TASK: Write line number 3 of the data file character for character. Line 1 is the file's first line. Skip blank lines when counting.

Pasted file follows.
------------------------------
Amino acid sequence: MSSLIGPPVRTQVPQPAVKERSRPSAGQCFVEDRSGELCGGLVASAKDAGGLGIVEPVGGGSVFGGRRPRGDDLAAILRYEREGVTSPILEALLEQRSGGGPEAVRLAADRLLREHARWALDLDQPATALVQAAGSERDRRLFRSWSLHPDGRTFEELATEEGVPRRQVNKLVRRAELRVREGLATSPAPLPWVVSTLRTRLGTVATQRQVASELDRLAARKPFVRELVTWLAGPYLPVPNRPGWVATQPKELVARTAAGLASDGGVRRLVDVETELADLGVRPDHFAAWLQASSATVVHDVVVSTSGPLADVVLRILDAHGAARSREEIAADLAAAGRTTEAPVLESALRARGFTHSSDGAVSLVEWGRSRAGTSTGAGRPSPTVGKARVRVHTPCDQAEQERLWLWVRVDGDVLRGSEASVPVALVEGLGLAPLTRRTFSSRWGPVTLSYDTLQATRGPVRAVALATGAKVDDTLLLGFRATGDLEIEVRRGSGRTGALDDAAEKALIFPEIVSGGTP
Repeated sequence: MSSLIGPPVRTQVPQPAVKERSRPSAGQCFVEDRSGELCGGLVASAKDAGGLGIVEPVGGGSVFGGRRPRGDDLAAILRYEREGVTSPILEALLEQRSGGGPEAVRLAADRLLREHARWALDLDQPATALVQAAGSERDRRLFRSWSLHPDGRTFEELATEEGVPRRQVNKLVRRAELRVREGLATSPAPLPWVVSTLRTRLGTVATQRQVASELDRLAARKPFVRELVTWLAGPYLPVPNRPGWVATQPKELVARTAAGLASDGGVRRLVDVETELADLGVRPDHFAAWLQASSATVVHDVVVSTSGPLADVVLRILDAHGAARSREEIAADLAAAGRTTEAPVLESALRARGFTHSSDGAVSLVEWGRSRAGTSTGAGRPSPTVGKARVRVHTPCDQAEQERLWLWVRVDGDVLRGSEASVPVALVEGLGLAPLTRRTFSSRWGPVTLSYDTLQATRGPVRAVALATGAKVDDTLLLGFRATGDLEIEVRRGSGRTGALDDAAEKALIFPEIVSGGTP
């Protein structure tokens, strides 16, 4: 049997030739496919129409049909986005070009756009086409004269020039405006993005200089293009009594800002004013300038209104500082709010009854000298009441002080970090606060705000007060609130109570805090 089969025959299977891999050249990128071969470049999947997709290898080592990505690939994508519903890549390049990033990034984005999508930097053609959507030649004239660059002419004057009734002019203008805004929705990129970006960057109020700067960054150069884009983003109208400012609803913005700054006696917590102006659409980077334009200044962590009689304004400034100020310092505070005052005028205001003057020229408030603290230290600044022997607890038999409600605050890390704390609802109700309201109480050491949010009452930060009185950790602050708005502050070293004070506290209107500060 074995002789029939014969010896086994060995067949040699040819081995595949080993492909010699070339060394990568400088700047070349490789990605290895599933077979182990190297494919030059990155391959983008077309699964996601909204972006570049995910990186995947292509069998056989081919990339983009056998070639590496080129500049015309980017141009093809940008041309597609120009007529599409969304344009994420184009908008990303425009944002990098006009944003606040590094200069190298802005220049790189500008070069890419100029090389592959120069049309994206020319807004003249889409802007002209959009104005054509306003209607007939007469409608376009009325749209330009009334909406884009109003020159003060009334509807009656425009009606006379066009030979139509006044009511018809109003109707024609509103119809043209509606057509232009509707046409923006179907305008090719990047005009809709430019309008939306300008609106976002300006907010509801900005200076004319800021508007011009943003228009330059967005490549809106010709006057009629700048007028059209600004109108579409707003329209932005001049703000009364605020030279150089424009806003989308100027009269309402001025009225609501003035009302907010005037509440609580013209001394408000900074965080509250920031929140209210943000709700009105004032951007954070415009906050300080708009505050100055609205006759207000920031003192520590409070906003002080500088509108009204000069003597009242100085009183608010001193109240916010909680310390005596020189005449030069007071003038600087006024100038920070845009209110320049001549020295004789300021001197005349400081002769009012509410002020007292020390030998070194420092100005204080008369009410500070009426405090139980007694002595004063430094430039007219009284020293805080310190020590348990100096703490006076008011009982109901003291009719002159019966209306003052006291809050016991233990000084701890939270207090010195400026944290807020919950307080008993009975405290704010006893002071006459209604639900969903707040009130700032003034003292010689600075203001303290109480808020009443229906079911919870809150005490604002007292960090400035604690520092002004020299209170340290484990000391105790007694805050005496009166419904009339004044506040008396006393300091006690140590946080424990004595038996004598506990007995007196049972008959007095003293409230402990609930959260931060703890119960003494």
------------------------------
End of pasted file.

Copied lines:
């Protein structure tokens, strides 16, 4: 049997030739496919129409049909986005070009756009086409004269020039405006993005200089293009009594800002004013300038209104500082709010009854000298009441002080970090606060705000007060609130109570805090 089969025959299977891999050249990128071969470049999947997709290898080592990505690939994508519903890549390049990033990034984005999508930097053609959507030649004239660059002419004057009734002019203008805004929705990129970006960057109020700067960054150069884009983003109208400012609803913005700054006696917590102006659409980077334009200044962590009689304004400034100020310092505070005052005028205001003057020229408030603290230290600044022997607890038999409600605050890390704390609802109700309201109480050491949010009452930060009185950790602050708005502050070293004070506290209107500060 074995002789029939014969010896086994060995067949040699040819081995595949080993492909010699070339060394990568400088700047070349490789990605290895599933077979182990190297494919030059990155391959983008077309699964996601909204972006570049995910990186995947292509069998056989081919990339983009056998070639590496080129500049015309980017141009093809940008041309597609120009007529599409969304344009994420184009908008990303425009944002990098006009944003606040590094200069190298802005220049790189500008070069890419100029090389592959120069049309994206020319807004003249889409802007002209959009104005054509306003209607007939007469409608376009009325749209330009009334909406884009109003020159003060009334509807009656425009009606006379066009030979139509006044009511018809109003109707024609509103119809043209509606057509232009509707046409923006179907305008090719990047005009809709430019309008939306300008609106976002300006907010509801900005200076004319800021508007011009943003228009330059967005490549809106010709006057009629700048007028059209600004109108579409707003329209932005001049703000009364605020030279150089424009806003989308100027009269309402001025009225609501003035009302907010005037509440609580013209001394408000900074965080509250920031929140209210943000709700009105004032951007954070415009906050300080708009505050100055609205006759207000920031003192520590409070906003002080500088509108009204000069003597009242100085009183608010001193109240916010909680310390005596020189005449030069007071003038600087006024100038920070845009209110320049001549020295004789300021001197005349400081002769009012509410002020007292020390030998070194420092100005204080008369009410500070009426405090139980007694002595004063430094430039007219009284020293805080310190020590348990100096703490006076008011009982109901003291009719002159019966209306003052006291809050016991233990000084701890939270207090010195400026944290807020919950307080008993009975405290704010006893002071006459209604639900969903707040009130700032003034003292010689600075203001303290109480808020009443229906079911919870809150005490604002007292960090400035604690520092002004020299209170340290484990000391105790007694805050005496009166419904009339004044506040008396006393300091006690140590946080424990004595038996004598506990007995007196049972008959007095003293409230402990609930959260931060703890119960003494």